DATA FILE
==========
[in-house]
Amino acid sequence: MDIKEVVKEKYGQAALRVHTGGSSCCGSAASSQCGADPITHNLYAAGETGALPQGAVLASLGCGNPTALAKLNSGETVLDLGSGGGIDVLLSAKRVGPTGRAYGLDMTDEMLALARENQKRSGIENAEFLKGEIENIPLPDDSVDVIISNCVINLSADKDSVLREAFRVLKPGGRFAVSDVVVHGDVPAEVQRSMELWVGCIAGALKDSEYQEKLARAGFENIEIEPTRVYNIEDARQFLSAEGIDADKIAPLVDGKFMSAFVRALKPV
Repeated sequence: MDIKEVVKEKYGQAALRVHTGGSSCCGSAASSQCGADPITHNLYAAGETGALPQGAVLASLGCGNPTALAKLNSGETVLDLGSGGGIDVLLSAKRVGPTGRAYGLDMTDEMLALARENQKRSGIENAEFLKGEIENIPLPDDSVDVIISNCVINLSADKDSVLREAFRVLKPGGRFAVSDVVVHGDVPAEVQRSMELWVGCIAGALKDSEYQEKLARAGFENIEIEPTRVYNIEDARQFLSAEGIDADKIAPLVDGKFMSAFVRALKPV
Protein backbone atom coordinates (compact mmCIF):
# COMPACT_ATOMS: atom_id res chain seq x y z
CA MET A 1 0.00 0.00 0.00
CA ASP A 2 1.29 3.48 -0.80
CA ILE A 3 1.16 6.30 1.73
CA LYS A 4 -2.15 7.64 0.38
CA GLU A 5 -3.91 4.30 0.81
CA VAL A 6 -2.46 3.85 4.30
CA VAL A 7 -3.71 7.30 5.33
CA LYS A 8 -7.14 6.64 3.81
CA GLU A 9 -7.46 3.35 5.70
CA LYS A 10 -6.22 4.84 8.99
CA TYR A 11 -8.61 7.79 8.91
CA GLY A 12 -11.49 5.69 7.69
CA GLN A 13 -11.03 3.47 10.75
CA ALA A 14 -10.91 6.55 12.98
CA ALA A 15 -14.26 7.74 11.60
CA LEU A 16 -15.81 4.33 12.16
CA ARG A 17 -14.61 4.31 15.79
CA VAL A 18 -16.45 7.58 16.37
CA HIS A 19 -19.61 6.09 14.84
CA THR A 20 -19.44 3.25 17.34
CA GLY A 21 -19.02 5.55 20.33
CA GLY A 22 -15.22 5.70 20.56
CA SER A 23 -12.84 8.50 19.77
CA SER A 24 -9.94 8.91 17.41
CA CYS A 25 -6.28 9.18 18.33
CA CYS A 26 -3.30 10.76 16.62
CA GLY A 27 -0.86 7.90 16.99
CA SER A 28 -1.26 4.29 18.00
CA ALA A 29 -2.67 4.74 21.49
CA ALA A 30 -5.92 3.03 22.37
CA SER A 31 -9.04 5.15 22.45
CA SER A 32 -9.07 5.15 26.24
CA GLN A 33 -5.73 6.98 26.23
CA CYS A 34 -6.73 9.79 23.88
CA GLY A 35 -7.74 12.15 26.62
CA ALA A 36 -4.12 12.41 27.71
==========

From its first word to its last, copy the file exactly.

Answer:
[in-house]
Amino acid sequence: MDIKEVVKEKYGQAALRVHTGGSSCCGSAASSQCGADPITHNLYAAGETGALPQGAVLASLGCGNPTALAKLNSGETVLDLGSGGGIDVLLSAKRVGPTGRAYGLDMTDEMLALARENQKRSGIENAEFLKGEIENIPLPDDSVDVIISNCVINLSADKDSVLREAFRVLKPGGRFAVSDVVVHGDVPAEVQRSMELWVGCIAGALKDSEYQEKLARAGFENIEIEPTRVYNIEDARQFLSAEGIDADKIAPLVDGKFMSAFVRALKPV
Repeated sequence: MDIKEVVKEKYGQAALRVHTGGSSCCGSAASSQCGADPITHNLYAAGETGALPQGAVLASLGCGNPTALAKLNSGETVLDLGSGGGIDVLLSAKRVGPTGRAYGLDMTDEMLALARENQKRSGIENAEFLKGEIENIPLPDDSVDVIISNCVINLSADKDSVLREAFRVLKPGGRFAVSDVVVHGDVPAEVQRSMELWVGCIAGALKDSEYQEKLARAGFENIEIEPTRVYNIEDARQFLSAEGIDADKIAPLVDGKFMSAFVRALKPV
Protein backbone atom coordinates (compact mmCIF):
# COMPACT_ATOMS: atom_id res chain seq x y z
CA MET A 1 0.00 0.00 0.00
CA ASP A 2 1.29 3.48 -0.80
CA ILE A 3 1.16 6.30 1.73
CA LYS A 4 -2.15 7.64 0.38
CA GLU A 5 -3.91 4.30 0.81
CA VAL A 6 -2.46 3.85 4.30
CA VAL A 7 -3.71 7.30 5.33
CA LYS A 8 -7.14 6.64 3.81
CA GLU A 9 -7.46 3.35 5.70
CA LYS A 10 -6.22 4.84 8.99
CA TYR A 11 -8.61 7.79 8.91
CA GLY A 12 -11.49 5.69 7.69
CA GLN A 13 -11.03 3.47 10.75
CA ALA A 14 -10.91 6.55 12.98
CA ALA A 15 -14.26 7.74 11.60
CA LEU A 16 -15.81 4.33 12.16
CA ARG A 17 -14.61 4.31 15.79
CA VAL A 18 -16.45 7.58 16.37
CA HIS A 19 -19.61 6.09 14.84
CA THR A 20 -19.44 3.25 17.34
CA GLY A 21 -19.02 5.55 20.33
CA GLY A 22 -15.22 5.70 20.56
CA SER A 23 -12.84 8.50 19.77
CA SER A 24 -9.94 8.91 17.41
CA CYS A 25 -6.28 9.18 18.33
CA CYS A 26 -3.30 10.76 16.62
CA GLY A 27 -0.86 7.90 16.99
CA SER A 28 -1.26 4.29 18.00
CA ALA A 29 -2.67 4.74 21.49
CA ALA A 30 -5.92 3.03 22.37
CA SER A 31 -9.04 5.15 22.45
CA SER A 32 -9.07 5.15 26.24
CA GLN A 33 -5.73 6.98 26.23
CA CYS A 34 -6.73 9.79 23.88
CA GLY A 35 -7.74 12.15 26.62
CA ALA A 36 -4.12 12.41 27.71